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Battle Ready Sword Details

We must accept that times have changed, and most modern sword forges are operating with the understanding that very few people will ever even consider using their swords in any kind of a battle - ever. That means that lower quality swords will have a chance at passing with less scrutiny than they would have in the days that the quality of sword would truly be a life or death matter.

Antique swords from hundreds of years ago may be made properly, but they are likely to be far too expensive to use for much practice. Even the delicate handle wrapping may have been preserved with proper care, and that would most certainly be damaged with any hard gripping and sweaty practice. Preserving these antiques as works of art is fantastic, but does not get you much closer to the goal of having a ready-to-use sword for training.

Factors to consider before purchasing what you hope will be a battle ready sword:

* Quality of steel: A good quality battle ready sword is made of properly treated high carbon steel. This steel is strong enough to withstand the impact of strong strokes. Samurai would often take their newly made swords to a body of water, and hit the sword sideways against the water to test for strength. The side-slapping action against the water generated enough force to test the lateral strength quite well, without damaging a properly made sword.

* Tang: Secondly, always consider the sword's handle and tang (the long piece of sword metal extending into the handle, used to attach the sword with the handle). Authentic battle ready swords will often have a full tang, as opposed to one that may only go part way down into the handle area. You will feel the difference in the balance and the weight ... and of course, you will feel the difference when you swing, slice, cut, etc.

Along with this, note the number of small wooden or bamboo pegs inserted through the handle and tang. These will be small circles visible on both sides of the handle; some modern makers use plastic, which is likely to be strong enough, though most certainly not traditional. In a "proper" Japanese sword, there would only be one of these pegs per handle; modern made swords often have two, and sometimes even three.

An interesting thing to find on an old sword: in many cases you will find a second hole drilled into the tang. This would have been done to fit the sword into a handle other than the original. This is not necessarily an indicator of quality, but you will better understand the reason for these "extra" holes in the sword tang.

* Handle Wrap: If you are fortunate enough to spend a lot of time around well made swords, take a look at the handles, and the myriad ways they are wrapped. There are several variations, and each makes a very big difference to the end user. You will find handles wrapped in silk, cotton, and even leather. Modern swords will likely have blended fabrics as an option as well.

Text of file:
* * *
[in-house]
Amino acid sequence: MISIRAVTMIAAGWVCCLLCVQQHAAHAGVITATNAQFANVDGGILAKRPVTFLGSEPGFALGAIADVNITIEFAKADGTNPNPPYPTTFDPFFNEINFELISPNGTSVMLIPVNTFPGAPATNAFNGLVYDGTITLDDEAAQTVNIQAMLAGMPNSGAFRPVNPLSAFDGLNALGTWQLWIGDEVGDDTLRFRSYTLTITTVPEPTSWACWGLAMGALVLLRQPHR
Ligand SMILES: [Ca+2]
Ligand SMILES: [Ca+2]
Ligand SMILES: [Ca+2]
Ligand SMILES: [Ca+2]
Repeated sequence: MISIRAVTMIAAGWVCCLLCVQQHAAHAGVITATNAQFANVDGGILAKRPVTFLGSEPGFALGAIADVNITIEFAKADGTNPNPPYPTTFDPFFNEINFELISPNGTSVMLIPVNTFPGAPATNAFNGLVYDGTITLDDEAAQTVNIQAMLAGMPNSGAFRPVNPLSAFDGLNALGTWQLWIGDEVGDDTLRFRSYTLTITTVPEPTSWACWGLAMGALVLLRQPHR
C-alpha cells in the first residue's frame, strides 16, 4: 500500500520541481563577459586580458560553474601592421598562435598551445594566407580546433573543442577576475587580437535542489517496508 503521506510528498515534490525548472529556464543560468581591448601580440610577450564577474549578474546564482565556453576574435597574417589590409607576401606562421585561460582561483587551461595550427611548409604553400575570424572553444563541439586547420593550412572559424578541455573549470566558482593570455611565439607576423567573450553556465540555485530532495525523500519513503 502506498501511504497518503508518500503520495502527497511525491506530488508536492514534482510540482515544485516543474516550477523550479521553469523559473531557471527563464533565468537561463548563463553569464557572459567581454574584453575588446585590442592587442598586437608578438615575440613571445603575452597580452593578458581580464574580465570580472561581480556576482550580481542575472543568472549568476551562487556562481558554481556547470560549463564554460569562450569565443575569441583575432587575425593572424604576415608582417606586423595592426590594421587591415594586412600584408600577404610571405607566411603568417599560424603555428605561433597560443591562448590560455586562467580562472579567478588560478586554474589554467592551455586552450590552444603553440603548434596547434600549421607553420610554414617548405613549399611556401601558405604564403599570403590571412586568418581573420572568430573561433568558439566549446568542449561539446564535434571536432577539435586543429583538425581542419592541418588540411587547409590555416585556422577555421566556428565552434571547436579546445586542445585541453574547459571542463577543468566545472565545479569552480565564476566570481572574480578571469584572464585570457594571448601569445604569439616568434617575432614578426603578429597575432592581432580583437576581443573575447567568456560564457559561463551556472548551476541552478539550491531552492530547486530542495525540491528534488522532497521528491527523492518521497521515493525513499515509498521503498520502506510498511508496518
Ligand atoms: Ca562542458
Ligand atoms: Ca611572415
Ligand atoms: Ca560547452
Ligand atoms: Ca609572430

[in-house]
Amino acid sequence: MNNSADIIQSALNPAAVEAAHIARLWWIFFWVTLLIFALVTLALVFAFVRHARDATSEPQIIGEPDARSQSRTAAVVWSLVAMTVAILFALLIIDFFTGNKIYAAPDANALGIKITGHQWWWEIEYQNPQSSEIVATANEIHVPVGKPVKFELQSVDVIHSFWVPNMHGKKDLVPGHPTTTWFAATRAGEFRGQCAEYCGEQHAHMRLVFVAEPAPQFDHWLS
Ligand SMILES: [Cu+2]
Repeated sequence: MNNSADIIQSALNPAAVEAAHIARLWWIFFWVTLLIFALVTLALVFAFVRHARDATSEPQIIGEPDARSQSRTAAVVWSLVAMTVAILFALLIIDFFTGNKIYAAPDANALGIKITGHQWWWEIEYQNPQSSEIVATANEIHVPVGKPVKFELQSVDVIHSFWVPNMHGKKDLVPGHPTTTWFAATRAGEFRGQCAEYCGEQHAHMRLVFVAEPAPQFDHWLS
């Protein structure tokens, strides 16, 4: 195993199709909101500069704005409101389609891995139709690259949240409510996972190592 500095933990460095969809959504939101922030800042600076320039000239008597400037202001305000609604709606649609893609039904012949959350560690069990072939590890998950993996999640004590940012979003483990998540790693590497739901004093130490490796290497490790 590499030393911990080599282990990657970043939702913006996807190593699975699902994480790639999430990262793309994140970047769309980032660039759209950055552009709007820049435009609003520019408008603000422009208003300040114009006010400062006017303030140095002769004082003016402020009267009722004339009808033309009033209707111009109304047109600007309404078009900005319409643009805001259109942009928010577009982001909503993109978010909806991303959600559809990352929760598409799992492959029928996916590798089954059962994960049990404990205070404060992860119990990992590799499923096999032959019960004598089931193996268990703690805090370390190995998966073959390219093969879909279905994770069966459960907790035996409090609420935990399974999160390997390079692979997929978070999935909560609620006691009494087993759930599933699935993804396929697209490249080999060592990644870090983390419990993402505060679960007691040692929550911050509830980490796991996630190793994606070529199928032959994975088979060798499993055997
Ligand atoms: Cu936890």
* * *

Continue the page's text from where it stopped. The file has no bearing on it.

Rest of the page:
Beyond the wrapping materials themselves, there will be small items wrapped within the handle, often adding some grip themselves, along with some meaningful significance - perhaps they would be molded in the shape of some family good luck charm, etc. The style of wrapping will also differ greatly: diamond patterns, with twists, and even braids are possible. With these, you will see a bumpy material underneath - in the past this was usually made with shark or ray skin, though some modern day manufacturers even make this from plastic. In other cases, you will not have so much of the diamond pattern, and tight consecutive wrappings around the handle will be used instead.

Ideally, you will have the opportunity to test several different handles on otherwise similar swords, so that you can begin to appreciate the differences of each. Unfortunately, this is a very difficult situation to find, despite the value it would have to a detailed understanding of the intricacies of the art of sword making.

* Weight and balance: If you are looking for a functional sword, then the overall weight is very essential. You should grow your sword handling experience over time, to the point that you can hold a sword in its scabbard, and have a sense of the sword inside. After you have held quite a few, you will start to notice the difference made in weight and balance by having a long or short tang, a "blood groove" or bohi along the spine, and different thicknesses and lengths of swords.

I once had the opportunity to show someone a sword made to replicate the shorter swords often carried by ninja. These swords were often "disguised" by using a regular length handle and scabbard, so that their actual size and shape would be unknown to observers.

I was happy to hear my guest immediately understood the difference: he picked up the normal looking sword, in its scabbard, and asked me, "Is this a shinobi katana?" Of course, he was correct.

Imagine the importance of this if one were to quickly grab a sword in the dark of night, for immediate battle ... the ability to immediately understand the details of the weapon you held, even with only your hands touching it for a moment, could be crucial.

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